It is most important to attract neutral shipping to our shores in the hope especially of embroiling the United States with Germany. The German formal announcement of indiscriminate submarining has been made to the United States to produce a deterrent effect upon traffic. For our part, we want the traffic – the more the better and if some of it gets into trouble, better still. Therefore please furbish up at once your insurance offer to neutrals trading with us after February 18th. (The more that come the greater our safety and the German embarrassment). Please act promptly so that the announcement may synchronise with our impending policy.

Taken in context, this letter is not actually evidence of a conspiracy to bring the United States into the war, nor is it evidence of a conspiracy to sink the Lusitania to bring about that result. At the time, the United States was not equipped to fight a war – this was well known by the British, the Germans, and the Americans. Instead, their munitions factories were then trying to keep up with British orders, since the British were running short of war supplies; in fact, the United States Government had approved a “bending of the rules” in order to allow the British to buy these munitions without paying cash, something that was also in short supply at the time. This, as well as other dealings with the Europeans, had left the United States Government in a pro-Ally status, something that sat well with the Allies and kept the munitions flowing in their direction. So naturally, Churchill would want to keep the neutral shipping coming their way – it was keeping them afloat in the war. And naturally if there were incidents of “trouble” with this neutral shipping, it would keep American sentiments in their corner, lest some more neutral politicians and citizens in the United States convince the Government to put a stop to their non-neutral behavior.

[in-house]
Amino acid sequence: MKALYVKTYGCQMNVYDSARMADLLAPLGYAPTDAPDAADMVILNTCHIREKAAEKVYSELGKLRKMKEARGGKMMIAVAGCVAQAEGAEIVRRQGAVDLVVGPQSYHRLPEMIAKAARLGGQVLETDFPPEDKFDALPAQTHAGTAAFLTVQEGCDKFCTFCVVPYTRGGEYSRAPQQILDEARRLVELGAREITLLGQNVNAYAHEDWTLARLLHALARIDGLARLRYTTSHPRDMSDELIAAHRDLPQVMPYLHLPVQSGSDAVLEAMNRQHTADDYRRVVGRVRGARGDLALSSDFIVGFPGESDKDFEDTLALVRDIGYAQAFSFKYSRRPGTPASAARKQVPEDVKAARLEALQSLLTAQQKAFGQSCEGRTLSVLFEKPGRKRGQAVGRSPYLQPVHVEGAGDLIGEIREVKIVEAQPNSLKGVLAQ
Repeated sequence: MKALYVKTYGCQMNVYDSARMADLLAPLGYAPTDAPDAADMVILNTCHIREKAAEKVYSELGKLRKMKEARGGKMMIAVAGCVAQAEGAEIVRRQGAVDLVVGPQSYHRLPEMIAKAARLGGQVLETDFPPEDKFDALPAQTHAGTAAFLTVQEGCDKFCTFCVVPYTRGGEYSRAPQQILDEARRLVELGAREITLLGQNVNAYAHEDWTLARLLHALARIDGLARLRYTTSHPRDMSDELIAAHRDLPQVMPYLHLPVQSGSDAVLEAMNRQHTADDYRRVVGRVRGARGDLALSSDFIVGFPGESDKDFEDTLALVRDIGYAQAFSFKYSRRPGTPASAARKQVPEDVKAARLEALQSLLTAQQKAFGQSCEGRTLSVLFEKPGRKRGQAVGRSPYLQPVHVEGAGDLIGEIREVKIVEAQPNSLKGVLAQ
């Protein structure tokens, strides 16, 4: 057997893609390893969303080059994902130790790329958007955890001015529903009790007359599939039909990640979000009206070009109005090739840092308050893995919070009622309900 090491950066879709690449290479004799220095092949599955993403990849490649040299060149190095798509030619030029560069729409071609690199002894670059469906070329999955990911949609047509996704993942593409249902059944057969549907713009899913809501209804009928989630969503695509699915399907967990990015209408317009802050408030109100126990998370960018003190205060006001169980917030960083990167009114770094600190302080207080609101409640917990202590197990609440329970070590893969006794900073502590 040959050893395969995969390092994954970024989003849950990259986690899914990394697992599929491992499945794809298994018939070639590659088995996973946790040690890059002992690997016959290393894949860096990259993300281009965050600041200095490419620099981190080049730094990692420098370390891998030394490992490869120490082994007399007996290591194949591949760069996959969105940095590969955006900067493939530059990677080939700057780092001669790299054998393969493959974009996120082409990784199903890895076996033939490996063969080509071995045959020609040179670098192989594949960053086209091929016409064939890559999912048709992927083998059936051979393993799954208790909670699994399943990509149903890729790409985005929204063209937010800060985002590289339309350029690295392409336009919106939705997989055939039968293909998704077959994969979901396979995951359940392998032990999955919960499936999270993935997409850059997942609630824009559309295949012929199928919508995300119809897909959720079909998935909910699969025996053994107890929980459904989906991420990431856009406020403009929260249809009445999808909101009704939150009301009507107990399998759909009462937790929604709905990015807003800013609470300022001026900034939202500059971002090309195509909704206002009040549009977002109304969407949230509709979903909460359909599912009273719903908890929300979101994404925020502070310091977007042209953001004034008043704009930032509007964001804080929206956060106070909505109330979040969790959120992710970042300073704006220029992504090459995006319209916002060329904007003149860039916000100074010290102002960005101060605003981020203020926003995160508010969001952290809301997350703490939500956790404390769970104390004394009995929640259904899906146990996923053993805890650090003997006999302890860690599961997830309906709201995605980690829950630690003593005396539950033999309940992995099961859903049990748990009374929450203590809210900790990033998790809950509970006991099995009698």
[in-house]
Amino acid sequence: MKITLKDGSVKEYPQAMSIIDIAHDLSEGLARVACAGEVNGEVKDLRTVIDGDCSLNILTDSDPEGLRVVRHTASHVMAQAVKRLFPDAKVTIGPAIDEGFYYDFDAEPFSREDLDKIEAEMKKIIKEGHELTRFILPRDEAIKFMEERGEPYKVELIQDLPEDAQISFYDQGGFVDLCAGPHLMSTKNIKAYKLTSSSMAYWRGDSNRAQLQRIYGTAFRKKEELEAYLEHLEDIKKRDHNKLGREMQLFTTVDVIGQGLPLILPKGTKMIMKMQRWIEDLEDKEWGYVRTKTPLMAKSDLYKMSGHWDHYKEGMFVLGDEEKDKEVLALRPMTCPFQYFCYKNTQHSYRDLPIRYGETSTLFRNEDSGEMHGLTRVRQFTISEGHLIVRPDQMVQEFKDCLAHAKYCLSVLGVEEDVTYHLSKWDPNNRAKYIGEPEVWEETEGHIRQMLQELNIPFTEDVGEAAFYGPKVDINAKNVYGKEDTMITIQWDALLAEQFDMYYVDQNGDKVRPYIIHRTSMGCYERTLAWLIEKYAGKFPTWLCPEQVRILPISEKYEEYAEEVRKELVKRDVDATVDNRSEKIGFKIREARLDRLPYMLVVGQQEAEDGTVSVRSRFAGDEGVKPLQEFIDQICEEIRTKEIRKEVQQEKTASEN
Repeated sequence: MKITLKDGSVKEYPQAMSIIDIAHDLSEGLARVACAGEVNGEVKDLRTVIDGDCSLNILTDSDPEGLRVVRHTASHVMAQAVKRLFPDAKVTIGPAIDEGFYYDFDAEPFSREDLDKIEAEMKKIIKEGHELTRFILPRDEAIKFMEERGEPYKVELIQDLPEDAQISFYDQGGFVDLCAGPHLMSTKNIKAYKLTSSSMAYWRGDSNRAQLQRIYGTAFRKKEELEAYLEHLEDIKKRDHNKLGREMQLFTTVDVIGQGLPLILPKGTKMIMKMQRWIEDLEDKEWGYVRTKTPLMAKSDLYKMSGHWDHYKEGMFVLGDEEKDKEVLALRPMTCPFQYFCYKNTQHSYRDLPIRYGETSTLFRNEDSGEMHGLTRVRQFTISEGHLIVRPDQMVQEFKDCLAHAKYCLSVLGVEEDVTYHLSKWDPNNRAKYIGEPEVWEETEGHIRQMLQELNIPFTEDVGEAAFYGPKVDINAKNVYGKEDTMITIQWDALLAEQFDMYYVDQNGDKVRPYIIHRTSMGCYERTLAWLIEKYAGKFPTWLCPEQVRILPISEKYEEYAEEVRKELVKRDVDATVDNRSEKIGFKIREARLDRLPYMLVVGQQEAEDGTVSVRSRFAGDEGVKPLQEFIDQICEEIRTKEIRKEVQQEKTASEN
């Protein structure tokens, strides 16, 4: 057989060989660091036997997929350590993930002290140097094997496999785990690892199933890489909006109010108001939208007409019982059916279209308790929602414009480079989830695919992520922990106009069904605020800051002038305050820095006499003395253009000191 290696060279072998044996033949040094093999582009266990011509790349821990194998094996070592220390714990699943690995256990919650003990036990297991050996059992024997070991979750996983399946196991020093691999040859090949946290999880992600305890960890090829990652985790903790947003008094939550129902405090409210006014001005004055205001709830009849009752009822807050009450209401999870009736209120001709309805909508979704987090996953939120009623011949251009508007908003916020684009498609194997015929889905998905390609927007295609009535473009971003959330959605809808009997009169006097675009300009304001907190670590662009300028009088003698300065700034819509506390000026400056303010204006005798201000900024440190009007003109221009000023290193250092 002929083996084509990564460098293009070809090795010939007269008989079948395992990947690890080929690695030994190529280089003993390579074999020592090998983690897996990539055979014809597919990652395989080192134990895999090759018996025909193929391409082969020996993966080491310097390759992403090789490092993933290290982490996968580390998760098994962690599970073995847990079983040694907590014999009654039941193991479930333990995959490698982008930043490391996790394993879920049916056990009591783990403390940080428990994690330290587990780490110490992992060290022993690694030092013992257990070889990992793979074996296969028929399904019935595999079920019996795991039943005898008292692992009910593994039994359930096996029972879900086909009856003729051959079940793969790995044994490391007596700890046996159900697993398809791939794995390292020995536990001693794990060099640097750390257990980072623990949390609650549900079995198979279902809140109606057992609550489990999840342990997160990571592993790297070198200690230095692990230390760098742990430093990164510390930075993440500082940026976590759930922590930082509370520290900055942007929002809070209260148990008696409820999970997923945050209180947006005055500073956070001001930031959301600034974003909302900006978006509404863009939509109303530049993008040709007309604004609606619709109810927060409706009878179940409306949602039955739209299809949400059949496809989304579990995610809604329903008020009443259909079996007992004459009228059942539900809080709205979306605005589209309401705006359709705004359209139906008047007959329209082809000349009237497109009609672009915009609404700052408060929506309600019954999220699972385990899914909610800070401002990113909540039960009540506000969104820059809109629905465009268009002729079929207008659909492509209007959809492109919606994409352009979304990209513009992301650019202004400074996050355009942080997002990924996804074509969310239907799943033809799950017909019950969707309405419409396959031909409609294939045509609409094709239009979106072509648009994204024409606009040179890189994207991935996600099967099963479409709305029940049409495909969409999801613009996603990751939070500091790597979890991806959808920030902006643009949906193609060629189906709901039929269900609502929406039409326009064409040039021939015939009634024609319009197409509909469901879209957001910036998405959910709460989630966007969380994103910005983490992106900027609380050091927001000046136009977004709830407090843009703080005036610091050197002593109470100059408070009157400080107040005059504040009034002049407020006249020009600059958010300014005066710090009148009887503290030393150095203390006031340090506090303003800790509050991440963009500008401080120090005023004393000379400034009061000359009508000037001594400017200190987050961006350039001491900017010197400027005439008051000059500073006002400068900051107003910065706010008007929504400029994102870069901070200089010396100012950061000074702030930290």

In fact, if the Americans had been provoked somehow to enter the war in 1915, then the results would have been catastrophic to the British, not to the Germans. This point can not be emphasized enough. If the U.S. had entered the conflict in early 1915, the munitions that were equipping the British in the “here and now” would have been diverted to equip American Expeditionary Forces – which needed to be raised and trained before they could even be sent out. While all of this was going on, it is quite possible that the British could have been running out of ammunition on the fronts; this could have led to decisive German victories.

It is most important to attract neutral shipping to our shores…

What is more, this letter did not even apply to the Lusitania, since she was a British (and hence belligerent) merchant vessel carrying contraband through a declared War Zone. This letter was referring to neutral shipping. It thus can not be used as proof that Churchill fostered a dark desire that the Lusitania would be sunk, and American citizens killed in the process. As we discussed in the previous paragraph, there was not even any reason for Churchill to hope or expect that the Americans would declare war on Germany over her loss, if that had indeed been, for some convoluted pro-German reason, Churchill’s desire. Any such conspiracy would have been pointless and detrimental to the British, and hence there is no reason to believe one existed to begin with.